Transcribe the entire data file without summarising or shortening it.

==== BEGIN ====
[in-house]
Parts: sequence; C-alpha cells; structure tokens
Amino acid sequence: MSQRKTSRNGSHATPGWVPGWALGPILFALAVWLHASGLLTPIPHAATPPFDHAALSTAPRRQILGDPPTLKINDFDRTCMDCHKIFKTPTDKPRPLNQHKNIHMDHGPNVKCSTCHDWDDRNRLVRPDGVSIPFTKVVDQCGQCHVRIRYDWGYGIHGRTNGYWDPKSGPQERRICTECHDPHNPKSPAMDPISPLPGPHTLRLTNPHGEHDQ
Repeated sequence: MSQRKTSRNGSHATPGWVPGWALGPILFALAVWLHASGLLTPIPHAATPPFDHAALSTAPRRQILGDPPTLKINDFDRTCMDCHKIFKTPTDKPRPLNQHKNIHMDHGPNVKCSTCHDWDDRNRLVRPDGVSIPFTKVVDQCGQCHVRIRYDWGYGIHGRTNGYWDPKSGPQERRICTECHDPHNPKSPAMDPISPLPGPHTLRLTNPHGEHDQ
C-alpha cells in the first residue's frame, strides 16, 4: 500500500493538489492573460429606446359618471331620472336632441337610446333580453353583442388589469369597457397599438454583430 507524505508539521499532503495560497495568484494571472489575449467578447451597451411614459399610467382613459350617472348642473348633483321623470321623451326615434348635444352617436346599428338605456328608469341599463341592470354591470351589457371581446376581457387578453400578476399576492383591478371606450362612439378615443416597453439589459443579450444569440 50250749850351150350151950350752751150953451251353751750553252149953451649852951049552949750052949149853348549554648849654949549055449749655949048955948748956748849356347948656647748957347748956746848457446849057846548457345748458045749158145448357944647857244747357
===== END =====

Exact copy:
[in-house]
Parts: sequence; C-alpha cells; structure tokens
Amino acid sequence: MSQRKTSRNGSHATPGWVPGWALGPILFALAVWLHASGLLTPIPHAATPPFDHAALSTAPRRQILGDPPTLKINDFDRTCMDCHKIFKTPTDKPRPLNQHKNIHMDHGPNVKCSTCHDWDDRNRLVRPDGVSIPFTKVVDQCGQCHVRIRYDWGYGIHGRTNGYWDPKSGPQERRICTECHDPHNPKSPAMDPISPLPGPHTLRLTNPHGEHDQ
Repeated sequence: MSQRKTSRNGSHATPGWVPGWALGPILFALAVWLHASGLLTPIPHAATPPFDHAALSTAPRRQILGDPPTLKINDFDRTCMDCHKIFKTPTDKPRPLNQHKNIHMDHGPNVKCSTCHDWDDRNRLVRPDGVSIPFTKVVDQCGQCHVRIRYDWGYGIHGRTNGYWDPKSGPQERRICTECHDPHNPKSPAMDPISPLPGPHTLRLTNPHGEHDQ
C-alpha cells in the first residue's frame, strides 16, 4: 500500500493538489492573460429606446359618471331620472336632441337610446333580453353583442388589469369597457397599438454583430 507524505508539521499532503495560497495568484494571472489575449467578447451597451411614459399610467382613459350617472348642473348633483321623470321623451326615434348635444352617436346599428338605456328608469341599463341592470354591470351589457371581446376581457387578453400578476399576492383591478371606450362612439378615443416597453439589459443579450444569440 50250749850351150350151950350752751150953451251353751750553252149953451649852951049552949750052949149853348549554648849654949549055449749655949048955948748956748849356347948656647748957347748956746848457446849057846548457345748458045749158145448357944647857244747357